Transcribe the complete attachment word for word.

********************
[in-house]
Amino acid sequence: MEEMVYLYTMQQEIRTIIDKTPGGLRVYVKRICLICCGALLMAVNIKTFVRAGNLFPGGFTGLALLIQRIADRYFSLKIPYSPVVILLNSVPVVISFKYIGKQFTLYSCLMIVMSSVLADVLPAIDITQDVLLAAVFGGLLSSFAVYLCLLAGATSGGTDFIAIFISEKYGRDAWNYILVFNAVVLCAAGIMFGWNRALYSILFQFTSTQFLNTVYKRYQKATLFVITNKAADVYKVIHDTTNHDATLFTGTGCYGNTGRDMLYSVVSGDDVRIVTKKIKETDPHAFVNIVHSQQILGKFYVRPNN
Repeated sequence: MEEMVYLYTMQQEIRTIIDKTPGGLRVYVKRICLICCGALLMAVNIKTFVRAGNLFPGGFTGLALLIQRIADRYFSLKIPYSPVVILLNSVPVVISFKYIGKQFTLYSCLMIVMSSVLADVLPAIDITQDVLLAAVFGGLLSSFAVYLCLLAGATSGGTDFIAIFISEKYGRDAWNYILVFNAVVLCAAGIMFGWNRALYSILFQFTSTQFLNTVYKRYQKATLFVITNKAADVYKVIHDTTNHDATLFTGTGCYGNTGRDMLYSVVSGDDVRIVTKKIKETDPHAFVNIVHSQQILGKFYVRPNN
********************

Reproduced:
[in-house]
Amino acid sequence: MEEMVYLYTMQQEIRTIIDKTPGGLRVYVKRICLICCGALLMAVNIKTFVRAGNLFPGGFTGLALLIQRIADRYFSLKIPYSPVVILLNSVPVVISFKYIGKQFTLYSCLMIVMSSVLADVLPAIDITQDVLLAAVFGGLLSSFAVYLCLLAGATSGGTDFIAIFISEKYGRDAWNYILVFNAVVLCAAGIMFGWNRALYSILFQFTSTQFLNTVYKRYQKATLFVITNKAADVYKVIHDTTNHDATLFTGTGCYGNTGRDMLYSVVSGDDVRIVTKKIKETDPHAFVNIVHSQQILGKFYVRPNN
Repeated sequence: MEEMVYLYTMQQEIRTIIDKTPGGLRVYVKRICLICCGALLMAVNIKTFVRAGNLFPGGFTGLALLIQRIADRYFSLKIPYSPVVILLNSVPVVISFKYIGKQFTLYSCLMIVMSSVLADVLPAIDITQDVLLAAVFGGLLSSFAVYLCLLAGATSGGTDFIAIFISEKYGRDAWNYILVFNAVVLCAAGIMFGWNRALYSILFQFTSTQFLNTVYKRYQKATLFVITNKAADVYKVIHDTTNHDATLFTGTGCYGNTGRDMLYSVVSGDDVRIVTKKIKETDPHAFVNIVHSQQILGKFYVRPNN